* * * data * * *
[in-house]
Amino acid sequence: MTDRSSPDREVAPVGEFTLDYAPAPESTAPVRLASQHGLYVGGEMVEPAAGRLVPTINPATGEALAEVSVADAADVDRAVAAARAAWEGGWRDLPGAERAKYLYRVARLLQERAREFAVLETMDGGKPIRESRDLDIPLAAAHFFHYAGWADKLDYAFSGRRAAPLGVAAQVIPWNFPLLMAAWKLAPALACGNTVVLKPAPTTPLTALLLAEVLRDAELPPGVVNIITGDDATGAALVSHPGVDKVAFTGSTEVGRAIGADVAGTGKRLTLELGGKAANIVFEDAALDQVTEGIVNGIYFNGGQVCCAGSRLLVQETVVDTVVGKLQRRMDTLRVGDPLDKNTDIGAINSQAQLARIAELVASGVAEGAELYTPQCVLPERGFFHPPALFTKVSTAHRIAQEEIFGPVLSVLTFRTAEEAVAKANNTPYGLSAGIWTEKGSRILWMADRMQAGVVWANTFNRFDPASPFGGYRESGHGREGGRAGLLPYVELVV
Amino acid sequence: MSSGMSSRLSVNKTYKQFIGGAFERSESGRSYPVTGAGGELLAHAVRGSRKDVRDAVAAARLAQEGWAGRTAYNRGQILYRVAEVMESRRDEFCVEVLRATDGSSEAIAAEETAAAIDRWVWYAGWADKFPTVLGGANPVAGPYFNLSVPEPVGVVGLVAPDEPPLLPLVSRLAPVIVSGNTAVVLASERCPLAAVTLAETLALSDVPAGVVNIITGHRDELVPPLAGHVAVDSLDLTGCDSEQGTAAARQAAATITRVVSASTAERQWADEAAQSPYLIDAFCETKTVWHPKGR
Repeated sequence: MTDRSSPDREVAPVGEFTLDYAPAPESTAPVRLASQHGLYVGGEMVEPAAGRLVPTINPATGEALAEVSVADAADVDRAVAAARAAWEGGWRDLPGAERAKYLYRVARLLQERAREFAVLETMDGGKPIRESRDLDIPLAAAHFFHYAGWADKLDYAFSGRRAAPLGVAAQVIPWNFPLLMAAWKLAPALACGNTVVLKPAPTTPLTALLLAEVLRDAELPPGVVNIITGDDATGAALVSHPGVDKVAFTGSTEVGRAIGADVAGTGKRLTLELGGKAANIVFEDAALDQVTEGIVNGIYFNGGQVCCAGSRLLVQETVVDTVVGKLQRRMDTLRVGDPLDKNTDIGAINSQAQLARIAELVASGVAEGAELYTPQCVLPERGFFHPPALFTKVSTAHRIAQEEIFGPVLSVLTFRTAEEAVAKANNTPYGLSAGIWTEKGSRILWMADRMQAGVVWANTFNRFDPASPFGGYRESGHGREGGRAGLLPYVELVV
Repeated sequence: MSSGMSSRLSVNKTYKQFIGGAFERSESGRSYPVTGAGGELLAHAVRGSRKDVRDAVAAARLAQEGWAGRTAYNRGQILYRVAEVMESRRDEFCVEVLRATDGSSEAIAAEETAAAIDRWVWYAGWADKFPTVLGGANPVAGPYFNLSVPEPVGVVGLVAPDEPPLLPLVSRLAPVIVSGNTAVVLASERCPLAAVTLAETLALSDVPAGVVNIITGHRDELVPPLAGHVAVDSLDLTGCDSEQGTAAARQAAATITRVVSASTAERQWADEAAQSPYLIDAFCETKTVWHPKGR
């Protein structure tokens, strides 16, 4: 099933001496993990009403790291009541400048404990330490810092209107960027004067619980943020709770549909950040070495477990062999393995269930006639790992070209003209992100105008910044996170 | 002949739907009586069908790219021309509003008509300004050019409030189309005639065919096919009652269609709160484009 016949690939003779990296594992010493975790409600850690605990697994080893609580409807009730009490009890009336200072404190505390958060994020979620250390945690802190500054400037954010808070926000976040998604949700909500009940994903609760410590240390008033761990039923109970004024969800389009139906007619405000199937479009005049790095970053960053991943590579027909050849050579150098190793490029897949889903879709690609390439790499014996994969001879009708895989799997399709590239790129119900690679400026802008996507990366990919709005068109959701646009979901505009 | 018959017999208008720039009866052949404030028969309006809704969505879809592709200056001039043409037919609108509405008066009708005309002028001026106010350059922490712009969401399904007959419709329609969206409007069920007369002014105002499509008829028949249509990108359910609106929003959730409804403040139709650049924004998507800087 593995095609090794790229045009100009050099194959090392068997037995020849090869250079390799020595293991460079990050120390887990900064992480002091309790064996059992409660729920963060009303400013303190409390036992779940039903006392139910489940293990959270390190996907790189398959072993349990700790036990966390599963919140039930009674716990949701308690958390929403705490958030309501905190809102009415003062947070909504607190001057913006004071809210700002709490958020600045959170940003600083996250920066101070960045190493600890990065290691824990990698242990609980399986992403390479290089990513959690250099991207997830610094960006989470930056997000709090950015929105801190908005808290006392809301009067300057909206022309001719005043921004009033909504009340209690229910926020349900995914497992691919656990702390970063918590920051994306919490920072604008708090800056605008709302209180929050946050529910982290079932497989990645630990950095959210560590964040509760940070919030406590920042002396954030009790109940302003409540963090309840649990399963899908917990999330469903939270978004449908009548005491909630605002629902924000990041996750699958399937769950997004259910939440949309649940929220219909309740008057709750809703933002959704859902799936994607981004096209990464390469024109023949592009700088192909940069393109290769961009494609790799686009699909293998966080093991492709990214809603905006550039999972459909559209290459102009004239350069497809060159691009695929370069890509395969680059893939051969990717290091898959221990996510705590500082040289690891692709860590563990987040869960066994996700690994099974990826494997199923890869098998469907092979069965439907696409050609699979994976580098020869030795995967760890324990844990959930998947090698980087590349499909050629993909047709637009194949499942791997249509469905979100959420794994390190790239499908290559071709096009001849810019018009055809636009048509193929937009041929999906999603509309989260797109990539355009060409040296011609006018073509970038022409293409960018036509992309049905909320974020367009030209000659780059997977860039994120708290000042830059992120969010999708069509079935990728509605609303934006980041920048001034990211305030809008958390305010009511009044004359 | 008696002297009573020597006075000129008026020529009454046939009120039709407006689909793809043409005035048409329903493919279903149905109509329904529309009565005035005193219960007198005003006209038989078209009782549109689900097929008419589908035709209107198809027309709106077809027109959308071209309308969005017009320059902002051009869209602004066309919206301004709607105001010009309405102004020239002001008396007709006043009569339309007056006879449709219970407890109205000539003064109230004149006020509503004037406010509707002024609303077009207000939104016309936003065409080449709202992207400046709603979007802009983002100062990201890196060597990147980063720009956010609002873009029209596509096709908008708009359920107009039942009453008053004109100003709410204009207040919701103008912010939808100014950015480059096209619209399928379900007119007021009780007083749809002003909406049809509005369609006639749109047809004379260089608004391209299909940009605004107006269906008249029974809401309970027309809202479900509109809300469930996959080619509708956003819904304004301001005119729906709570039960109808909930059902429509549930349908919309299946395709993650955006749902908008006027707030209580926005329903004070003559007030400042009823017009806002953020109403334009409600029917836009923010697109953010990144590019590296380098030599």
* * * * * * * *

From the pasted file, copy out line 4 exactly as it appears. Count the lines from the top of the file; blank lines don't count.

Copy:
Repeated sequence: MTDRSSPDREVAPVGEFTLDYAPAPESTAPVRLASQHGLYVGGEMVEPAAGRLVPTINPATGEALAEVSVADAADVDRAVAAARAAWEGGWRDLPGAERAKYLYRVARLLQERAREFAVLETMDGGKPIRESRDLDIPLAAAHFFHYAGWADKLDYAFSGRRAAPLGVAAQVIPWNFPLLMAAWKLAPALACGNTVVLKPAPTTPLTALLLAEVLRDAELPPGVVNIITGDDATGAALVSHPGVDKVAFTGSTEVGRAIGADVAGTGKRLTLELGGKAANIVFEDAALDQVTEGIVNGIYFNGGQVCCAGSRLLVQETVVDTVVGKLQRRMDTLRVGDPLDKNTDIGAINSQAQLARIAELVASGVAEGAELYTPQCVLPERGFFHPPALFTKVSTAHRIAQEEIFGPVLSVLTFRTAEEAVAKANNTPYGLSAGIWTEKGSRILWMADRMQAGVVWANTFNRFDPASPFGGYRESGHGREGGRAGLLPYVELVV